Wednesday, August 25, 2010

Pinchot Pass: It can bring a grown man to his knees....

June 23: I ate Lucky Charms for breakfast, and Shang-hi harassed me about that. "Yeah, the options in Independence were severely limited," I told him. I had to admit, though, it did taste good. =) I had doubts it would fill me up, though.

Hurricane and Shang-hi woke early and left camp before me. As I was finishing up and about ready to leave, two young girls walked past camp. They reminded me vaguely of the two girls I saw walking up Kearsarge Pass when I was hiking down naked, but that couldn't possibly be right. That was two days ago. It seemed impossible that I caught up to them so quickly.

"So who are you?" I asked.

And indeed, it was Fidget and Anne, the first two people who had caught me hiking naked. It seemed clear that they didn't recognize me with my clothes on, and I nervously introduced myself again. "I'm Green Tortuga."

Anne exclaimed, "Oh! We saw your wee-wee!"

Wee-wee? Really? That's not a word that inspires confidence.

I learned that Anne was just visiting Fidget for a short section of the trail, and that they decided to take a zero day directly on the trail which is how I was able to catch up to them so quickly out of town. We talked about Hike Naked Day, and Fidget and Anne said that they really wanted to try it as well, and after meeting me, they spent all day talking each other out of it. Fidget called my naked hiking "honorable"--admittedly not the first word that comes to mind when I see a naked hiker, but I wasn't going to complain. Yes, what I did was honorable!

I pulled ahead of the two girls, eventually catching up to Shang-hi and Hurricane a few miles before Pinchot Pass, a 12,150-foot pass. It was a pass I had heard nothing about, which made me optimistic that it wouldn't be much of a problem. Even my topo maps suggested it would be relatively easy, slowly climbing in altitude without any steep cliffs to slide down.

But I was wrong. We were all wrong. It was the worst pass to date. It wasn't a dangerous pass--the trail didn't go along the steep, scary-looking slopes. The problem with this pass was postholing. The snow was thick and soft, and with each step, I'd sink in up to my waist and have to dig myself out. Each exhausting step increased my frustration. I wanted to yell. I wanted to cry. I fell to my knees and started crawling at one point. The increased surface area of my body while crawling helped reduce the postholing problems (the keyword being reduced the problems--not eliminate them).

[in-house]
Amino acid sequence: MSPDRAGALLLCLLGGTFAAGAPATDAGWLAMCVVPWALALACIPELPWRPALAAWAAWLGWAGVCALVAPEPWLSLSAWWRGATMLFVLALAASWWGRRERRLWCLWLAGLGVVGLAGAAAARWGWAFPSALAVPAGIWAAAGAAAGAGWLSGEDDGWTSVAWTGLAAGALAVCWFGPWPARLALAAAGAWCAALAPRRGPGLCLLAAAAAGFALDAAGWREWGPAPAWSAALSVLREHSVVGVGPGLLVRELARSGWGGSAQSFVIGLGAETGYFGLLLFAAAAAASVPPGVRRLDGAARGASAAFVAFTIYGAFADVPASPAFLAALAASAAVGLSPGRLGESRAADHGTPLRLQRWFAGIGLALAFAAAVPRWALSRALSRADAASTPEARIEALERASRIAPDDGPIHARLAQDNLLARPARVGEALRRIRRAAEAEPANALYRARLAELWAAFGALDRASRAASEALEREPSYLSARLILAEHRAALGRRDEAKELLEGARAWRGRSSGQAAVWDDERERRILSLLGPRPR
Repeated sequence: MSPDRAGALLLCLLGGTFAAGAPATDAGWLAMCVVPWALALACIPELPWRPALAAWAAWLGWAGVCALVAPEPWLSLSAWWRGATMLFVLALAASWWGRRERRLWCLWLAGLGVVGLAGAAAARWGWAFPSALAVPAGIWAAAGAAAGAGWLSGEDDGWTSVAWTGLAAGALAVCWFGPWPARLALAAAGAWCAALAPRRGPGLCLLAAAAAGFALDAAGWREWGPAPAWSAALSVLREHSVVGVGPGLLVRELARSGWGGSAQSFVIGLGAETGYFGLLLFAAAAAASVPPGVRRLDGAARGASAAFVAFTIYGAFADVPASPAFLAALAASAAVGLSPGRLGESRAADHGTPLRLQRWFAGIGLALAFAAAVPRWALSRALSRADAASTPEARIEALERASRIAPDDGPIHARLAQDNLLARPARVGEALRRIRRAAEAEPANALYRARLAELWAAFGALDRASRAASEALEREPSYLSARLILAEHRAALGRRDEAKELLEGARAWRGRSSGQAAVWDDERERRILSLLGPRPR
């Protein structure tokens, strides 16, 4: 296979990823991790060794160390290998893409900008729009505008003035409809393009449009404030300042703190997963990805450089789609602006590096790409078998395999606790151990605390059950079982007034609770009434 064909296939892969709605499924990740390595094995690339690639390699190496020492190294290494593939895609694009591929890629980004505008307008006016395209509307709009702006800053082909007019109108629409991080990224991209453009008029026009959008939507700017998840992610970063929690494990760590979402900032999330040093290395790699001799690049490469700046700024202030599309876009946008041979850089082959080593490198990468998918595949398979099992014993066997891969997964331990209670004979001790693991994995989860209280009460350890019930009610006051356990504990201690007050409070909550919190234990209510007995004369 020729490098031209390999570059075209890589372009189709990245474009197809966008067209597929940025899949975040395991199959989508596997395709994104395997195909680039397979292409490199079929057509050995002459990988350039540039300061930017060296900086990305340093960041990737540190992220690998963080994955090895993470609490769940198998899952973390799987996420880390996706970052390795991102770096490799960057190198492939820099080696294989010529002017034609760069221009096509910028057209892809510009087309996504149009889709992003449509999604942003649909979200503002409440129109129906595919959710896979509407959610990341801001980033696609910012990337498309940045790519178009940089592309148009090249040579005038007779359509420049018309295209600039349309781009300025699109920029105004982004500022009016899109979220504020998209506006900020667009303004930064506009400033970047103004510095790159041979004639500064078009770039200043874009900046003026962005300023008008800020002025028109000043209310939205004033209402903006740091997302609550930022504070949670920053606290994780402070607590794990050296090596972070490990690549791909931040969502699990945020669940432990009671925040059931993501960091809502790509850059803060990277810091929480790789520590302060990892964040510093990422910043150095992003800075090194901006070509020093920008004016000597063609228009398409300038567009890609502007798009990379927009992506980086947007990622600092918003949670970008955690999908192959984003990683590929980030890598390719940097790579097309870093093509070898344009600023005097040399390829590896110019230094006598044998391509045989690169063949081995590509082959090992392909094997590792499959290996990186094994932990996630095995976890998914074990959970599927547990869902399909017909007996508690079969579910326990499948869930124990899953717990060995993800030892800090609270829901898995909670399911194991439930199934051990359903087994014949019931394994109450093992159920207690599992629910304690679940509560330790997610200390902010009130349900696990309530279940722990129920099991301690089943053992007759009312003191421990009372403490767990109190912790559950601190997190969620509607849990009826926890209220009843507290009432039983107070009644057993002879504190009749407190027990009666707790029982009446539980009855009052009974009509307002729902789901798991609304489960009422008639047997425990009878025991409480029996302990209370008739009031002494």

I tried to follow the official PCT trail to the top of Pinchot Pass while Hurricane and Shang-hi veered off and went up the right side of the valley where they felt the snow wasn't as deep. They were probably right in hindsight, but the official PCT looked like it might hit a lot of the rocky outcrops on the left side of the valley so I stuck with that.

But the postholing was a nightmare, literally bringing me to my knees. For about ten minutes, I crawled across the snow, repeating to myself, "Please don't break through... please don't break through the snow....." over and over again. Sometimes one of my hands did break through, and my face would crash into the snow, my hands and arms buried in snow. I'm not proud to admit it, but I did a lot of cussing.

At one snow-free rock outcropping I reached, I finally stood up and saw the trail. I could actually see the trail, after losing it over an hour before, and I shouted down to Shangi-hi and Hurricane, "I found the trail!" The two were small specks at the bottom of the valley, and I heard them call back, but I couldn't make out their words. Then I heard another voice--a girl's voice--also call out from the bottom.

There was a third hiker down there, but I couldn't identify who it was. The only two girls I knew about on the trail was Fidget and Anne, but they were ahead of me, and there was only one girl below. I wondered who it was, and shouted out, "Who is that?" But I couldn't hear an answer.

I postholed again, using my trekking pole to help push myself out, when SNAP! My trekking pole broke in two. I cursed it and proceeded to dig myself out with the half pole now in my hands.

Near the top of the pass, I finally connected with Shangi-hi and Hurricane again, and the mysterious girl who followed their route was Fidget. I'm not sure how I got ahead of Fidget, and I didn't know what happened to Anne. Shangi-hi said it looked like I had a lot of trouble with postholing on my route, which I confirmed, and told about my having to crawl across the snow at one point.